Healthy Student Organizations Program reaches all-time high in participation

Madelyn Reiter

The Healthy Student Organization Program, which has promoted healthy lifestyles in student organizations for the past three years, has reached an all-time participation high and has nearly doubled since its founding to reach 36 organizations. 

University Health Services initiated the program three years ago. Since then, the program has provided participating organizations with a toolkit, including nutritional guidelines, group workout ideas, community service opportunities and health and wellness resources on campus and around Austin.

“One of the best ways to be active or eat healthy is to hang around people that are doing that,” health promotion coordinator William Mupo said. “That is the power of this program.”

In the program’s first year, there were 17 involved organizations, and 24 in the second, Mupo said.

The program encourages student organizations to take an active role in ensuring the health and wellness of their members through a rewards system. For every health-related activity completed, the organization earns a certain amount of points, which determines whether they end the year in either a bronze, silver or gold tier.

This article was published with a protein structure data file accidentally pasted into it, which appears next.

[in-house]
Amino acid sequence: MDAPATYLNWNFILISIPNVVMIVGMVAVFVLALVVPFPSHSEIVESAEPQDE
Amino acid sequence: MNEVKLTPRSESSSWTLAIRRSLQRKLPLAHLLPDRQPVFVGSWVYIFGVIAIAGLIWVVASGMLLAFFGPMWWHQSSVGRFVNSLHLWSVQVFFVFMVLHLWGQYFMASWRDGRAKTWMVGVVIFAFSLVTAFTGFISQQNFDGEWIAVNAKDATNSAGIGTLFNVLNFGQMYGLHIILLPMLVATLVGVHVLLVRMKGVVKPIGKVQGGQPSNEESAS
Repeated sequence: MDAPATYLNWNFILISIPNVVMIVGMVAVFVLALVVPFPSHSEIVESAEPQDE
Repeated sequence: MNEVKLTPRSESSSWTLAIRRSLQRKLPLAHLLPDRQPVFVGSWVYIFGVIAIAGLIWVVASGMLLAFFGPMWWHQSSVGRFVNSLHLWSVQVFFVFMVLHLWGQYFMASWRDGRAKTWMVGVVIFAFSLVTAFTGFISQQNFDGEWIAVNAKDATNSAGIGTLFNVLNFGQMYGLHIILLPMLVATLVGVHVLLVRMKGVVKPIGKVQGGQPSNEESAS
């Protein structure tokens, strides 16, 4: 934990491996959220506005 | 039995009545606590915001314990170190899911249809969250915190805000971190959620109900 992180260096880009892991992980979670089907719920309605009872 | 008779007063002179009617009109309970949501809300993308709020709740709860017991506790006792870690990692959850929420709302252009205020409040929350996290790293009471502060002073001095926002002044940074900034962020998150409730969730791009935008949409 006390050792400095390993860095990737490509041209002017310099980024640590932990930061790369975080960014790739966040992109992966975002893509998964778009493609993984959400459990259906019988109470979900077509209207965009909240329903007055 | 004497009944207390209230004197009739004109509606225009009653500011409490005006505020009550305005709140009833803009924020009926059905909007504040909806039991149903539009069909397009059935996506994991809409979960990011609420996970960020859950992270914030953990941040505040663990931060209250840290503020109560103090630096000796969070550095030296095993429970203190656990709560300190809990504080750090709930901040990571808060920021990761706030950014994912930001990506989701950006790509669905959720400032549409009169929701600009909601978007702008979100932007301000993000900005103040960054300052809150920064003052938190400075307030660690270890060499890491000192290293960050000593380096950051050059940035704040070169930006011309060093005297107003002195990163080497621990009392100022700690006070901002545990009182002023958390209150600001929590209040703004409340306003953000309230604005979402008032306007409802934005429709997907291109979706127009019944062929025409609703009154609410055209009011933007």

At the end of the year, organizations are rewarded with prizes in the form of donations and student discounts based on their accomplishments and what tier they are in. Mupo said this year he and his student assistants, Emma Martin and Kacey Davidson, collected a total of $10,000 worth of prizes donated by local businesses.

Starting with a total of 12 points, outstanding organizations also receive recognition from Austin City Council. On Thursday, April 12, all 36 student organizations received recognition, including Texas Lady Birds, Texas Taekwondo and Camp Kesem, said Martin, a human development and family science junior.

“We got to go to City Hall and sit in on a meeting and receive a proclamation, which is really cool,” said Kiri Chung, operations coordinator of Camp Kesem and mechanical engineering senior. “Then we got to take a picture with some city council members and got an official award from the City of Austin.”

The program was able to achieve its goal of expanding the program by engaging not only with health-based organizations such as Texas Nutrition, but socially and educationally rooted organizations as well.

“No matter where the student organization stands in terms of if they are a fraternity or sorority founded in service, or if they’re completely rooted in health and academics, we found that across the board, they can all generally participate in the program, do really well, and even achieve gold status,” said Davidson, a public relations and communications senior.